LOS ANGELES (AP) — U.S. Sen. Dianne Feinstein’s ongoing medical struggles have raised a sensitive political question with no easy answer: Who would California Gov. Gavin Newsom pick to replace her if the seat becomes vacant?
Despite calls from within her own party to resign, Feinstein, who turns 90 next month and is the oldest member of Congress, has given no indication that she is considering stepping down. Her frail appearance, confused interactions with reporters in Washington and the growing list of health challenges disclosed by her office continue to fan questions about her fitness for the job — now and into the future.
Should a vacancy occur, a range of names, from obscure to famous — including Oprah Winfrey — have been floated in California circles as possible replacements. Newsom, who is mentioned as a possible future presidential contender, would also have to deal with political complexities, some of his own making: In 2021 he promised to appoint a Black woman should Feinstein’s seat become open. Meanwhile, a 2024 Senate campaign is underway to fill the seat when the senator’s term ends in January 2025.
The situation has created a sad, public coda for the groundbreaking career of a Democratic leader who shattered gender barriers in California and Washington.
Here’s a look at what could happen:
WHAT IS THE STATUS OF FEINSTEIN’S HEALTH?
In short, much is unknown.
Feinstein returned to the Senate on May 10 — about 10 weeks after being diagnosed, then briefly hospitalized, with shingles in San Francisco. On her return to the Capitol, she was markedly thinner and one side of her face was drooping, apparently from Ramsay Hunt syndrome, which can occur when the shingles virus reaches a facial nerve near the ears. It also can cause hearing loss.
On the advice of doctors, Feinstein’s staff say she is working a lighter schedule as she deals with side effects from the virus, including vision and balance problems. She has been using a wheelchair to get to her office and committee meetings.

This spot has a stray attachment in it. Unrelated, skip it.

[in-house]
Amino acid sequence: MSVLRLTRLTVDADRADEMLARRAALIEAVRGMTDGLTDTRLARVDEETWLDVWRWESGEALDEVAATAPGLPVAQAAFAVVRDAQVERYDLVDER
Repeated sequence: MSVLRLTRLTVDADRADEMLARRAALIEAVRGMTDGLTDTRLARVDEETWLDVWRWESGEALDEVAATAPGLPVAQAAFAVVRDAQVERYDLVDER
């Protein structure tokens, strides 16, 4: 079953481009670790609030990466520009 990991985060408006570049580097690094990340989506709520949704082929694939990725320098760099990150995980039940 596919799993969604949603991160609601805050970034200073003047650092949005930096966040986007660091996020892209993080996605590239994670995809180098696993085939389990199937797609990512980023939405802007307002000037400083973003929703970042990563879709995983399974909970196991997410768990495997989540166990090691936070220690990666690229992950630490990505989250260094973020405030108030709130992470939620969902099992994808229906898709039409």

Questions have been raised in recent years about Feinstein’s memory and mental acuity, though she has defended her effectiveness. Since her return to Washington, she has at times appeared confused during brief discussions with reporters. Her office also disclosed she suffered a bout of encephalitis, or inflammation of the brain, which can also be caused by shingles.
Feinstein’s biographer Jerry Roberts told the Los Angeles Times in an interview published Sunday that the senator has “a belief in herself to the point of stubbornness, where nobody is going to tell her what she can or cannot do. She has tremendous belief and confidence in her own strength and her own ability.”
NEWSOM’S PROMISE: ELEVATING A BLACK WOMAN TO SENATE
When California Sen. Kamala Harris resigned to become vice president, Newsom faced pressure from both Black, Latino and other groups over a replacement pick. Some felt that he should replace Harris, the only Black woman in the U.S. Senate, with another Black woman. But others thought it was past time for California to have its first Latino senator, and Newsom chose then-Secretary of State Alex Padilla for the job.